Do all US states require FPGEE for canadian licensed pharmacists?
                        I believe so....it is a standard requirement across the board.

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                        • #13
                          Re: Pharmacy in Canada

                          Hey

                          Im currently a pharmacy student in canada, so we've just gone over all of this in class haha. it's true we still have to write the exams and all that sha bang. However, in regards to the interning hours there is one other option shorten this 1500 hr requirement. Due to the shortages in Wasington state, they only require Canadian certified pharmacists to do 300 hrs of interning (yay) so instead of a year, it'll only take a few months. ALSO after getting licensed in washington you are allowed to practice in abother if you wish... im not exactly sure, but you maybe have to write a law exam for the specific state you want though. Hope this helps

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                          • #14
                            Re: Pharmacy in Canada

                            Originally posted by lt17 View Post
                            Hey

                            Im currently a pharmacy student in canada, so we've just gone over all of this in class haha. it's true we still have to write the exams and all that sha bang. However, in regards to the interning hours there is one other option shorten this 1500 hr requirement. Due to the shortages in Wasington state, they only require Canadian certified pharmacists to do 300 hrs of interning (yay) so instead of a year, it'll only take a few months. ALSO after getting licensed in washington you are allowed to practice in abother if you wish... im not exactly sure, but you maybe have to write a law exam for the specific state you want though. Hope this helps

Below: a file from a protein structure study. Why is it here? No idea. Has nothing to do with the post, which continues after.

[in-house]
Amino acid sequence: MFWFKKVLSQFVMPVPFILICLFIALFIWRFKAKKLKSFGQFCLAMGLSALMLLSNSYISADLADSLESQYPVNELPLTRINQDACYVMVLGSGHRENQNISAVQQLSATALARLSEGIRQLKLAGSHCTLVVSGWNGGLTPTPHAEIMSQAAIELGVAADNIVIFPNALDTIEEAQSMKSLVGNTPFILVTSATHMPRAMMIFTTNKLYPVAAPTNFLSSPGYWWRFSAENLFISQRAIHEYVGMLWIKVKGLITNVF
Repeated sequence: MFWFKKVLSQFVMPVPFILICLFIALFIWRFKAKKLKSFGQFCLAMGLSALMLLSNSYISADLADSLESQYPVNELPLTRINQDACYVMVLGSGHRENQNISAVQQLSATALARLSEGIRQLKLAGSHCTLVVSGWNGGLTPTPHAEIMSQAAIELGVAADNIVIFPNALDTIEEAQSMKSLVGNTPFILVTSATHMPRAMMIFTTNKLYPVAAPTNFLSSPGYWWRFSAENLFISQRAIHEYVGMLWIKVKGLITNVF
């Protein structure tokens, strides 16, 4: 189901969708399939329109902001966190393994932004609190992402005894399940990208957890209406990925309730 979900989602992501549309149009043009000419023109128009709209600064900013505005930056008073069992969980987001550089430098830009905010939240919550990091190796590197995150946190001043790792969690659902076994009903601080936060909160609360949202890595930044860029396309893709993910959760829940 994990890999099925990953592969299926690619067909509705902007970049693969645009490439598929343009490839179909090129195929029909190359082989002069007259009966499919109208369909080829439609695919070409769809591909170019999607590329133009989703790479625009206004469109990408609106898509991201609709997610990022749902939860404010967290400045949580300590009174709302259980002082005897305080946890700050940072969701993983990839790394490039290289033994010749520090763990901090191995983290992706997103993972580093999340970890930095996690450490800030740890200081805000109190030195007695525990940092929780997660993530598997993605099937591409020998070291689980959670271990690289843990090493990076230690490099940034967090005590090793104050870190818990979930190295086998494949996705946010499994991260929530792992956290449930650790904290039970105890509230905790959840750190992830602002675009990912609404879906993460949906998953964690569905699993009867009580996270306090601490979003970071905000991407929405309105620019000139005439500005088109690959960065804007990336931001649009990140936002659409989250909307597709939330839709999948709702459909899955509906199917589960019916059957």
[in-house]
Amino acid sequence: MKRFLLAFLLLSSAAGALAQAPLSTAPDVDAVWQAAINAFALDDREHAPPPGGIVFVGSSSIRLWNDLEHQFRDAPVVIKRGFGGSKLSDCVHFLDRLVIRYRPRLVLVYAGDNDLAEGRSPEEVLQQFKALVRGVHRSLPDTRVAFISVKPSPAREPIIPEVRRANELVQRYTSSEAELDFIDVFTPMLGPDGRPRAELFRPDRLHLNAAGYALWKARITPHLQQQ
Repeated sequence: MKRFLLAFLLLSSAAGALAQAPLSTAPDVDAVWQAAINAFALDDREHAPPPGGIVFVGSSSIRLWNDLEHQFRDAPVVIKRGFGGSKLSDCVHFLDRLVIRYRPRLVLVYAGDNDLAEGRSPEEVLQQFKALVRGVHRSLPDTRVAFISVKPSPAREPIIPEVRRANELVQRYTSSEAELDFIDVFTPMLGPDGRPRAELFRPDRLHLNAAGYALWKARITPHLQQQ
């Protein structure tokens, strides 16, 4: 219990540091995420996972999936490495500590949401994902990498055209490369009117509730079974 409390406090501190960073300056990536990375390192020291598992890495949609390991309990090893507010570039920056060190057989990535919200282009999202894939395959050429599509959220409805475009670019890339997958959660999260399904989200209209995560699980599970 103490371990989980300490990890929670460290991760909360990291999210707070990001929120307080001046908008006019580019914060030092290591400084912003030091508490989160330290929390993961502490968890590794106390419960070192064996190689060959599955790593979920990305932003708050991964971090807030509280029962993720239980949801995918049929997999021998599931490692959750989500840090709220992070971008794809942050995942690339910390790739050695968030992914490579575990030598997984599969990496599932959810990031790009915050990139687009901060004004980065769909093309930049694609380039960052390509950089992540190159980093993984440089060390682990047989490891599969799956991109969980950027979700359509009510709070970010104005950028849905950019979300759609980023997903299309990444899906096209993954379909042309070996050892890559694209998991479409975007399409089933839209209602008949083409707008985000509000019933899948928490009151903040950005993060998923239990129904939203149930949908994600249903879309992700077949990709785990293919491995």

What if you have a Canadian pharmacist license but with a 4 year degree? Can you still be licensed in US?
                            If not, will a Canadian PharmD help?

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                            • #15
                              Re: Pharmacy in Canada

                              Nope, all you need is the BSc Pharm. I think it is because all of the pharmacy programs in Canada require a minimum of one year in post-secondary to complete all of the prerequisites. If you get in after one year and then you do the 4 year program, it is equivalent to 5 years, so that may be why. I don't think pharmD would be necessary, because the canadian BScPharm is equivalent to the american PharmD. Because the states used to have a BSc & a PharmD and the difference between them was that the PharmD had more clinical/patient approach and the BSc (in the US) didnt. But the Canadian BSc already had that incorporated into it's program. OH I love how my class is actually useful.